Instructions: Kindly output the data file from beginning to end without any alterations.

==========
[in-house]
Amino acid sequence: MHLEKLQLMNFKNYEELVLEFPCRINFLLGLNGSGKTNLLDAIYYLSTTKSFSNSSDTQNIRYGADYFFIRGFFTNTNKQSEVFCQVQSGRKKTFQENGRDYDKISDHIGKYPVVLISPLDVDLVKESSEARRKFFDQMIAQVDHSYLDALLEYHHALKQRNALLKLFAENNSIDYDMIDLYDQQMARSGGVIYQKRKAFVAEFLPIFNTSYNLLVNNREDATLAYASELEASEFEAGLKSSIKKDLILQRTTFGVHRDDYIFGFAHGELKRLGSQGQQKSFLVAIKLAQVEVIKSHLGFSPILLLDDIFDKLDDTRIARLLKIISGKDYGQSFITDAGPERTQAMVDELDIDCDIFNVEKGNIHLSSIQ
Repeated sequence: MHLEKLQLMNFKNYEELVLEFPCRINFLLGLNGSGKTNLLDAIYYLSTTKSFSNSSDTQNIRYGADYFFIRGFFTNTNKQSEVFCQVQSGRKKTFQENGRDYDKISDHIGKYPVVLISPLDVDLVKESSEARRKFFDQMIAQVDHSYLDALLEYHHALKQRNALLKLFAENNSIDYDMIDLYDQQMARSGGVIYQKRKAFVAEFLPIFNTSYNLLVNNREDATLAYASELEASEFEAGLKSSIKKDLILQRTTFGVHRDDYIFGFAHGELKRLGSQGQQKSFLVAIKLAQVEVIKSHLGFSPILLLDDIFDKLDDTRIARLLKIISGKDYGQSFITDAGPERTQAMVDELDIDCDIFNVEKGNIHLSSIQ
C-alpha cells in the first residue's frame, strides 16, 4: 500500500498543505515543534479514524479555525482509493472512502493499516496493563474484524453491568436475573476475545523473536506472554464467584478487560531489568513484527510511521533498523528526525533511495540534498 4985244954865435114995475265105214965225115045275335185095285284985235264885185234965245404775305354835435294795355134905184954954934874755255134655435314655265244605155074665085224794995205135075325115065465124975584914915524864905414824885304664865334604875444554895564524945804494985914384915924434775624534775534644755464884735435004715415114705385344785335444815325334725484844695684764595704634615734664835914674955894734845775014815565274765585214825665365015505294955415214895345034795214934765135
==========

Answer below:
[in-house]
Amino acid sequence: MHLEKLQLMNFKNYEELVLEFPCRINFLLGLNGSGKTNLLDAIYYLSTTKSFSNSSDTQNIRYGADYFFIRGFFTNTNKQSEVFCQVQSGRKKTFQENGRDYDKISDHIGKYPVVLISPLDVDLVKESSEARRKFFDQMIAQVDHSYLDALLEYHHALKQRNALLKLFAENNSIDYDMIDLYDQQMARSGGVIYQKRKAFVAEFLPIFNTSYNLLVNNREDATLAYASELEASEFEAGLKSSIKKDLILQRTTFGVHRDDYIFGFAHGELKRLGSQGQQKSFLVAIKLAQVEVIKSHLGFSPILLLDDIFDKLDDTRIARLLKIISGKDYGQSFITDAGPERTQAMVDELDIDCDIFNVEKGNIHLSSIQ
Repeated sequence: MHLEKLQLMNFKNYEELVLEFPCRINFLLGLNGSGKTNLLDAIYYLSTTKSFSNSSDTQNIRYGADYFFIRGFFTNTNKQSEVFCQVQSGRKKTFQENGRDYDKISDHIGKYPVVLISPLDVDLVKESSEARRKFFDQMIAQVDHSYLDALLEYHHALKQRNALLKLFAENNSIDYDMIDLYDQQMARSGGVIYQKRKAFVAEFLPIFNTSYNLLVNNREDATLAYASELEASEFEAGLKSSIKKDLILQRTTFGVHRDDYIFGFAHGELKRLGSQGQQKSFLVAIKLAQVEVIKSHLGFSPILLLDDIFDKLDDTRIARLLKIISGKDYGQSFITDAGPERTQAMVDELDIDCDIFNVEKGNIHLSSIQ
C-alpha cells in the first residue's frame, strides 16, 4: 500500500498543505515543534479514524479555525482509493472512502493499516496493563474484524453491568436475573476475545523473536506472554464467584478487560531489568513484527510511521533498523528526525533511495540534498 4985244954865435114995475265105214965225115045275335185095285284985235264885185234965245404775305354835435294795355134905184954954934874755255134655435314655265244605155074665085224794995205135075325115065465124975584914915524864905414824885304664865334604875444554895564524945804494985914384915924434775624534775534644755464884735435004715415114705385344785335444815325334725484844695684764595704634615734664835914674955894734845775014815565274765585214825665365015505294955415214895345034795214934765135